The Markets in Crypto Assets Regulation (MiCAR) will gradually take legal effect in the European Union from June 30, 2024. According to the regulation, a crypto whitepaper must be prepared when crypto assets are offered to the public and when they apply for admission to trading on a trading platform. In the first parts of the series, we addressed the content requirements of a MiCAR whitepaper, the marketing of tokens, and the publication requirements of a MiCAR whitepaper. In this sixth part of the series, we will analyse under which circumstances an investor is entitled to a right of revocation when purchasing crypto assets other than asset-referenced tokens or e-money tokens. According to the recitals of the regulation, a 14-day right of revocation should exist to protect retail investors in crypto assets.
Under Which Conditions Does the MiCAR Right of Revocation Apply?
Retail investors who purchase crypto assets other than asset-referenced tokens and e-money tokens either directly from the issuer of the crypto asset or from a crypto service provider enjoy a right of revocation. To this extent, MiCAR defines a retail investor as any natural person acting for purposes that are outside his or her trade, business, craft or profession. Similar to the right of revocation for consumers, only non-commercial investors can invoke a potential MiCAR right of revocation. Furthermore, it is a prerequisite that the retail investor purchases crypto securities directly from an issuer or from a crypto asset service provider that places crypto assets on behalf of that issuer. Retail investors entitled to a MiCAR right of revocation have a period of 14 calendar days to revoke their consent to purchase the relevant crypto assets free of charge and without giving any reason. The revocation period starts from the date of the retail investor’s agreement to purchase. In cases where the crypto assets were already admitted to trading prior to their purchase by the retail investor, the MiCAR right of revocation does not apply. If the provider of the crypto assets has set a time limit for its offer, the right of revocation cannot be exercised after that period.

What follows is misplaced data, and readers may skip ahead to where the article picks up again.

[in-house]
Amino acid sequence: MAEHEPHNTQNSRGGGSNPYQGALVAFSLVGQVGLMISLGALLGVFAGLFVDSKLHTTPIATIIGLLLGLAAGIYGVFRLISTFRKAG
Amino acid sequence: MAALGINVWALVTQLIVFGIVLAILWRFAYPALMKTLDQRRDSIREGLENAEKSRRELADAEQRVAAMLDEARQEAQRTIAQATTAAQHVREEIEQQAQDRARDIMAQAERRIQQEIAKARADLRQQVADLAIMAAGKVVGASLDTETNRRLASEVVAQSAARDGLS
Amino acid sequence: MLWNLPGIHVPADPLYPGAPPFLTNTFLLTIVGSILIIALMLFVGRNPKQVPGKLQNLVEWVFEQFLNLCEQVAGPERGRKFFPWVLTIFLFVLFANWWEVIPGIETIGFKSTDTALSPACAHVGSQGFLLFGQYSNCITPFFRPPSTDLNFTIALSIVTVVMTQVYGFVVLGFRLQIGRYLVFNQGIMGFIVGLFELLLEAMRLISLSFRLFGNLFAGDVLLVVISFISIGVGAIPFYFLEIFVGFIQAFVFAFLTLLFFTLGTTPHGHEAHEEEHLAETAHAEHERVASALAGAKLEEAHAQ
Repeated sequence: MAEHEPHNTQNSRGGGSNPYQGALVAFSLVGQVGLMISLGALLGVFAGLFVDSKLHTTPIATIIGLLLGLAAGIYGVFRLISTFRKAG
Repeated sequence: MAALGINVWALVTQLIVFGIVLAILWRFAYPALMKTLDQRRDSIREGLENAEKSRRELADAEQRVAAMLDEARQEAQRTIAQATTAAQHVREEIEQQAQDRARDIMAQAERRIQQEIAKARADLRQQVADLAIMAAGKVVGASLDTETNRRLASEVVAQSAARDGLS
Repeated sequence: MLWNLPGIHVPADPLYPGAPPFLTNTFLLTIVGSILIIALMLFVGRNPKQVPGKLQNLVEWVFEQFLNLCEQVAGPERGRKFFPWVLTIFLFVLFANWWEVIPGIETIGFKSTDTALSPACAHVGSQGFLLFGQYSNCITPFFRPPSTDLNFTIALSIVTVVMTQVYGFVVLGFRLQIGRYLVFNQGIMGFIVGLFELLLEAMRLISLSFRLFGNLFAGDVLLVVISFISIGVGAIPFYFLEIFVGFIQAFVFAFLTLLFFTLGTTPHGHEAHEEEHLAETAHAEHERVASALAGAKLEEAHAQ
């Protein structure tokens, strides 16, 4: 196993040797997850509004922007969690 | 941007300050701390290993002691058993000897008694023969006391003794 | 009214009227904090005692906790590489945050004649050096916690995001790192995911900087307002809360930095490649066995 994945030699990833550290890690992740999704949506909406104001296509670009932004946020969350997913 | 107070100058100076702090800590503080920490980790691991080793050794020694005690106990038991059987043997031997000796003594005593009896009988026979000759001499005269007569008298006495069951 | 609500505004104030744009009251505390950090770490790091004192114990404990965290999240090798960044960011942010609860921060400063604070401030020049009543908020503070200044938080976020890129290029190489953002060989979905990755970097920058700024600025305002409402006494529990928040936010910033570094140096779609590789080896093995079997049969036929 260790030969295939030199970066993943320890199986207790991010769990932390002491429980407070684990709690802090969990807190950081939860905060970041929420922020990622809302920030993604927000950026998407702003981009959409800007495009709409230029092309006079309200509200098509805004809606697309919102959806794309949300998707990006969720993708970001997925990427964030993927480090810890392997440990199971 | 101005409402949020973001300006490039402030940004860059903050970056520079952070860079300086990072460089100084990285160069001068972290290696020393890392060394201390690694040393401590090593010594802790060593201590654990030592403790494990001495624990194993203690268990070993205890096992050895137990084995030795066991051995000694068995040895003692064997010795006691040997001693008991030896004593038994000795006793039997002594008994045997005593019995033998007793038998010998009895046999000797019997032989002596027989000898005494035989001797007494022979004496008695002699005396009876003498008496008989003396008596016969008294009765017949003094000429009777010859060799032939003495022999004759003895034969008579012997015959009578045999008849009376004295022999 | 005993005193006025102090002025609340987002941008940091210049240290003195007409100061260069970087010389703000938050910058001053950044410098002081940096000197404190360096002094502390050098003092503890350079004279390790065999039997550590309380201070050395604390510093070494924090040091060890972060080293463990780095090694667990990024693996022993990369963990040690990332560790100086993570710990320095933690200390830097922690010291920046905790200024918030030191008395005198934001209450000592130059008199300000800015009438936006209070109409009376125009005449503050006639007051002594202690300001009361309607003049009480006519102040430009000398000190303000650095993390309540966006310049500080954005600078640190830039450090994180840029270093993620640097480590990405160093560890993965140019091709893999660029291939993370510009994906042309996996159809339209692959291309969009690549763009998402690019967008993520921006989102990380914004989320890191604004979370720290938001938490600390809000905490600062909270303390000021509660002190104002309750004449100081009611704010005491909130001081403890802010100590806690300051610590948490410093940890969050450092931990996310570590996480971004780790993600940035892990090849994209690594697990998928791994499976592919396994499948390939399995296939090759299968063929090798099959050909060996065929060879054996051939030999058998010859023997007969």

Offeror Must Provide Information About the Right of Revocation and the Legal Consequences in the MiCAR Whitepaper
Offerors of crypto assets other than asset-referenced tokens or e-money tokens must provide information about the MiCAR revocation right in their MiCAR whitepaper. If the offeror fails to comply with this information requirement, the right of revocation is unlikely to be extended. However, in these cases, the MiCAR whitepaper is likely to be incomplete with the consequence that there is a risk of liability for the offeror. All payments received from a retail investor, including any fees, must be refunded within 14 days in the event of revocation. The period begins after the offeror has been notified of the Retail Investor’s decision to revoke the purchase of the crypto assets. For the refund, the provider must use the same means of payment that the retail investor used for the original purchase. This may be deviated from if this is expressly agreed with the retail investor and no fees or costs are incurred by the retail investor as a result of such alternative repayment.
Attorney Dr. Konrad Uhink
The lawyer responsible for providing advice on MiCAR whitepaper creation in our law firm is attorney Dr. Konrad Uhink.